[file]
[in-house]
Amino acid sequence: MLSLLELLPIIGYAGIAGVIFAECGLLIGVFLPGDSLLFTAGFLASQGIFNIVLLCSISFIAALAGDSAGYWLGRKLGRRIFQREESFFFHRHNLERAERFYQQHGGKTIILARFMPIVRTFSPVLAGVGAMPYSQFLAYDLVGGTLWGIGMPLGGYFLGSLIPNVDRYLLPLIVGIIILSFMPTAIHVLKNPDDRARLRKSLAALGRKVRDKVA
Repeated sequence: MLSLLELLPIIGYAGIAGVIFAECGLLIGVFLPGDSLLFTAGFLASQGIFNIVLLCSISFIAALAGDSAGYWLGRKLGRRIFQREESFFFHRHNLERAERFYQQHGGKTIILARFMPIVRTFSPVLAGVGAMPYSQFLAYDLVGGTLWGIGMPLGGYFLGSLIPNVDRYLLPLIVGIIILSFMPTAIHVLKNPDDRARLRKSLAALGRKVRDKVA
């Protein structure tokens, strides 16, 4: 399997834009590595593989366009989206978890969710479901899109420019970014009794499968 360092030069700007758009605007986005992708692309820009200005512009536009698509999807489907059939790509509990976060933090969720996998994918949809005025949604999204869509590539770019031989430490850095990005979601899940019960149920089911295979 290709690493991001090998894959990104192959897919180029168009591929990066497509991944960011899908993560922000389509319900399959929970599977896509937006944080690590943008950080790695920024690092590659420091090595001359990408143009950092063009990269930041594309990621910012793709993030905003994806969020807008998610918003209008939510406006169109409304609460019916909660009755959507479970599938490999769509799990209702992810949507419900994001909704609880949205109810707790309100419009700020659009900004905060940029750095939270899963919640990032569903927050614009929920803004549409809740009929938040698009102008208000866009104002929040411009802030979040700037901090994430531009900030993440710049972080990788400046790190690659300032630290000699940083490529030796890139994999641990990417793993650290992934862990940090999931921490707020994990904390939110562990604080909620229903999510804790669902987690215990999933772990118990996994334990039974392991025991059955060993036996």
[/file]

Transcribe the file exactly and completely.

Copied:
[in-house]
Amino acid sequence: MLSLLELLPIIGYAGIAGVIFAECGLLIGVFLPGDSLLFTAGFLASQGIFNIVLLCSISFIAALAGDSAGYWLGRKLGRRIFQREESFFFHRHNLERAERFYQQHGGKTIILARFMPIVRTFSPVLAGVGAMPYSQFLAYDLVGGTLWGIGMPLGGYFLGSLIPNVDRYLLPLIVGIIILSFMPTAIHVLKNPDDRARLRKSLAALGRKVRDKVA
Repeated sequence: MLSLLELLPIIGYAGIAGVIFAECGLLIGVFLPGDSLLFTAGFLASQGIFNIVLLCSISFIAALAGDSAGYWLGRKLGRRIFQREESFFFHRHNLERAERFYQQHGGKTIILARFMPIVRTFSPVLAGVGAMPYSQFLAYDLVGGTLWGIGMPLGGYFLGSLIPNVDRYLLPLIVGIIILSFMPTAIHVLKNPDDRARLRKSLAALGRKVRDKVA
């Protein structure tokens, strides 16, 4: 399997834009590595593989366009989206978890969710479901899109420019970014009794499968 360092030069700007758009605007986005992708692309820009200005512009536009698509999807489907059939790509509990976060933090969720996998994918949809005025949604999204869509590539770019031989430490850095990005979601899940019960149920089911295979 290709690493991001090998894959990104192959897919180029168009591929990066497509991944960011899908993560922000389509319900399959929970599977896509937006944080690590943008950080790695920024690092590659420091090595001359990408143009950092063009990269930041594309990621910012793709993030905003994806969020807008998610918003209008939510406006169109409304609460019916909660009755959507479970599938490999769509799990209702992810949507419900994001909704609880949205109810707790309100419009700020659009900004905060940029750095939270899963919640990032569903927050614009929920803004549409809740009929938040698009102008208000866009104002929040411009802030979040700037901090994430531009900030993440710049972080990788400046790190690659300032630290000699940083490529030796890139994999641990990417793993650290992934862990940090999931921490707020994990904390939110562990604080909620229903999510804790669902987690215990999933772990118990996994334990039974392991025991059955060993036996």